Section 22 provides a list of these works including literary works, musical works, artistic works, dramatic works, audio-visual works, sound recordings, and broadcasts.7 Some of the rights that accrue to copyright owners under the Kenyan copyright legal regime are economic rights, moral rights, and other related rights.8

Generally, music has copyrights that exist in two types of work. This is the copyright existing in the composition of a song, and secondly the copyright in the recording. Thus, in the case of musical or sound recording works, an owner of the existing copyrights may assign or license out their rights to third parties.9 Notably, in this present case, the Wakadinali group did not assign or license any such rights to Brian Mutinda. However, the contention from the agency is that these rights were licensed through Instagram’s terms of use. Though, according to Instagram’s terms of use, ‘nothing in [their] terms constitutes any authorisation by [them] for any use of music on any of [their] products’.10 The terms go further to stipulate that musical works on their platform cannot be used for commercial or non-personal use.11

Noting further, as part of their response to the agency, the Wakadinali group contends that the only way corporate Instagram accounts can use a recording artist’s work is if the work is an orphaned work.12 This is a term that is used to describe copyrighted work whose author, or otherwise rights holder is unidentified or difficult to ascertain.13 In addition, the other way is through a creative commons licence. Creative commons licenses can be used to defend against copyright infringement. Creative commons licence work within copyright law by allowing authors to give permission to the public to use their work in specific ways.14 In this case, it can be argued that the agency would be able to freely use the song if Wakadinali group had offered a creative commons licence on its song. This licence permits the use of specific copyright works for specified purposes and requires attribution to the original author.15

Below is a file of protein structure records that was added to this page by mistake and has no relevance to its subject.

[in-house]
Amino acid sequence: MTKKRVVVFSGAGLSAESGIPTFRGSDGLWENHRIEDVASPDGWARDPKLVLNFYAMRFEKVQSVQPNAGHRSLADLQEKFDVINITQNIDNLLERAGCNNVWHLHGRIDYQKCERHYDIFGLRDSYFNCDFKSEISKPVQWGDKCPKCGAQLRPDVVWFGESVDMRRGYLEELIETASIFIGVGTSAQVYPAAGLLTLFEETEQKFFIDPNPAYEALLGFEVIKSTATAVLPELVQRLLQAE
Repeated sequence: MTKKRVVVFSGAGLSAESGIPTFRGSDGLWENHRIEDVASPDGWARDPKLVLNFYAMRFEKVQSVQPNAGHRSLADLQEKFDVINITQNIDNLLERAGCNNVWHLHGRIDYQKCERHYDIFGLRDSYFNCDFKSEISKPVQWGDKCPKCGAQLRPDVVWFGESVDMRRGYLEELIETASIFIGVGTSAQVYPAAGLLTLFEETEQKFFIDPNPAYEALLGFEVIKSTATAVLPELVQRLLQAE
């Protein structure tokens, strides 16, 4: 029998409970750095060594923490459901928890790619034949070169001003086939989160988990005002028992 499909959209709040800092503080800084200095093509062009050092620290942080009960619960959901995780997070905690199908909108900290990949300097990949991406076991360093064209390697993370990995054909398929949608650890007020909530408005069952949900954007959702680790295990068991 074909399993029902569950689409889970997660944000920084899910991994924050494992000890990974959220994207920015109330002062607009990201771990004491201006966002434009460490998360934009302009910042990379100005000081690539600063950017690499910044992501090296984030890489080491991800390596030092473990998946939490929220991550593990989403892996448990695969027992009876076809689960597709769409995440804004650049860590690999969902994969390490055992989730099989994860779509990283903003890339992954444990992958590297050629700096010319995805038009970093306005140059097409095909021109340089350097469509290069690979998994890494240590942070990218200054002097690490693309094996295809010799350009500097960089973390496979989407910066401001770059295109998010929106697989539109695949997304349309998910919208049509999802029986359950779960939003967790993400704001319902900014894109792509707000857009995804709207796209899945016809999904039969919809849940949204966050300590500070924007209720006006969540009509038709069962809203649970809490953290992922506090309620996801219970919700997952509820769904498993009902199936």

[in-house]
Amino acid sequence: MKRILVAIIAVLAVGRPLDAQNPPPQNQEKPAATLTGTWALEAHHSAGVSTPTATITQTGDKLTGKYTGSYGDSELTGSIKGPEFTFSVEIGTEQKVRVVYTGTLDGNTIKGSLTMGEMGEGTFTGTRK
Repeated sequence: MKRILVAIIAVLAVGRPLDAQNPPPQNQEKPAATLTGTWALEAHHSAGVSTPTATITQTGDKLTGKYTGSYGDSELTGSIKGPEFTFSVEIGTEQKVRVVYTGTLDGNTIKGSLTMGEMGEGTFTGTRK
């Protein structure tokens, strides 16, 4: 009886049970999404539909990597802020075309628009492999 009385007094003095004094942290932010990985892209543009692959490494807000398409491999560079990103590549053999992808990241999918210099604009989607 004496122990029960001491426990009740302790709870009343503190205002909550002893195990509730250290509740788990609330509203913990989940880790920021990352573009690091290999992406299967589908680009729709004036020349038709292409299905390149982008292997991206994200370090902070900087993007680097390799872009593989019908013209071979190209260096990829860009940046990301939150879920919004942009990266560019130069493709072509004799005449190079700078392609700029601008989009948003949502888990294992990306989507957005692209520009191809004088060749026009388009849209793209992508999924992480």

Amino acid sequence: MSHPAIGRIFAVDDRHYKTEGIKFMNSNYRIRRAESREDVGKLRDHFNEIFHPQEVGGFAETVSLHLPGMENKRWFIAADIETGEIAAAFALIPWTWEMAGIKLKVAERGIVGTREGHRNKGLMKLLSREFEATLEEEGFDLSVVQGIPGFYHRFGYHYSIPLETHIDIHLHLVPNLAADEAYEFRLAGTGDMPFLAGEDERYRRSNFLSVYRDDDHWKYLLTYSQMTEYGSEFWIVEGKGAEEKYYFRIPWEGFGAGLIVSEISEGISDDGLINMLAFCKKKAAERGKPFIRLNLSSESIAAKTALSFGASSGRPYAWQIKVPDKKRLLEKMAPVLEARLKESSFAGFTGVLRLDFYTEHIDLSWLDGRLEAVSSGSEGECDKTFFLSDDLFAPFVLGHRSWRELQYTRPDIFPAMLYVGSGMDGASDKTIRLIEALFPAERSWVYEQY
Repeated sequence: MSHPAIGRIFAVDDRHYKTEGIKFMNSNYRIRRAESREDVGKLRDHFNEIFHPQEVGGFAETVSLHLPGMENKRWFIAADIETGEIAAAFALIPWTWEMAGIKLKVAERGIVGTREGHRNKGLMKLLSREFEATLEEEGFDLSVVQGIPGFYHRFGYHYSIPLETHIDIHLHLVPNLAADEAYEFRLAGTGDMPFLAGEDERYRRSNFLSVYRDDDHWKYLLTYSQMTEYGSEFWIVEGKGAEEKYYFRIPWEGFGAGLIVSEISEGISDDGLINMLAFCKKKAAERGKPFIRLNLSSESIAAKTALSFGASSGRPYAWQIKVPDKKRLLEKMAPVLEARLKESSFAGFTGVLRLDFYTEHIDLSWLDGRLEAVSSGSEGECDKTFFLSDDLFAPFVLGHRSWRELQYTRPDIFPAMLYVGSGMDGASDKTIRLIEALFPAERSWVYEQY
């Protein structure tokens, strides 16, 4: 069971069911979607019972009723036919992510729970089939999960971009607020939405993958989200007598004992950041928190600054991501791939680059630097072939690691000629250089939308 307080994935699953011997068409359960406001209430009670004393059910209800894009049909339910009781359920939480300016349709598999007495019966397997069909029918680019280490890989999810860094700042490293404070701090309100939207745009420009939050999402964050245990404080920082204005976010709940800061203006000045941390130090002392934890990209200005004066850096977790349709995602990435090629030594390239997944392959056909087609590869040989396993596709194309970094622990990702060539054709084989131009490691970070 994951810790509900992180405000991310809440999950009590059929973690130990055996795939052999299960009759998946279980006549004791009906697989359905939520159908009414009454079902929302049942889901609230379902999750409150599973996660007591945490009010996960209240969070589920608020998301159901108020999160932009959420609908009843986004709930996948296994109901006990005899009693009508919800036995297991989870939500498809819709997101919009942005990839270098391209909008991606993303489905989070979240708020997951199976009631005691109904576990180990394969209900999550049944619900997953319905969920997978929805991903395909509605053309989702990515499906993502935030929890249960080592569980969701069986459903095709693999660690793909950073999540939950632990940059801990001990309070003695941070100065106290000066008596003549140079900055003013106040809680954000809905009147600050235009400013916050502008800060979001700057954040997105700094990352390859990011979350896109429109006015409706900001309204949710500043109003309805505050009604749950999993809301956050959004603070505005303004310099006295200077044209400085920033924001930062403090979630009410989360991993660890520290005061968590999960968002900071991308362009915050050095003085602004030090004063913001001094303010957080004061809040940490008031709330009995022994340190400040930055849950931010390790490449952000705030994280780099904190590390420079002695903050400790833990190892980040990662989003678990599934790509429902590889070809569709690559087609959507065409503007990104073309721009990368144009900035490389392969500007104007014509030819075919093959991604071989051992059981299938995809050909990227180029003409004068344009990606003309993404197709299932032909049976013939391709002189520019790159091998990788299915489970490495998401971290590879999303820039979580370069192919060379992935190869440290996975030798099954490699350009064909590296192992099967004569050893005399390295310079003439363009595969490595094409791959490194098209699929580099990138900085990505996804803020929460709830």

Ordinarily, Mutinda’s actions of using the musical work of the Wakadinali group in a private capacity, that is, not for any remuneration or economic gain, would not be construed as a breach of copyright in Kenyan law or reference to Instagram’s Music use guidelines. This is because there exists no restriction on such private use on the Instagram application. Meta, the platform that houses Instagram, does not permit the use of music for ‘commercial or non-personal use’ unless you possess a licence.16 Moreover, the Copyright Act permits personal use of copyrighted work under the second schedule. However, as a direct consequence of branding related to KCB bank that appears in the video, an argument can be made that the bank and Mutinda by extension were benefiting from the musical work. This is buttressed by the fact that the bank proceeded to repost the same. They did so by advertising their goods and services thus exceeding the initial private capacity it was being used under.17 In fact, the Wakadinali group, through their advocates, contend that Mutinda’s actions were tantamount to unauthorised synchronisation of the Geri Inengi song.

Synchronisation and the case for Wakadinali group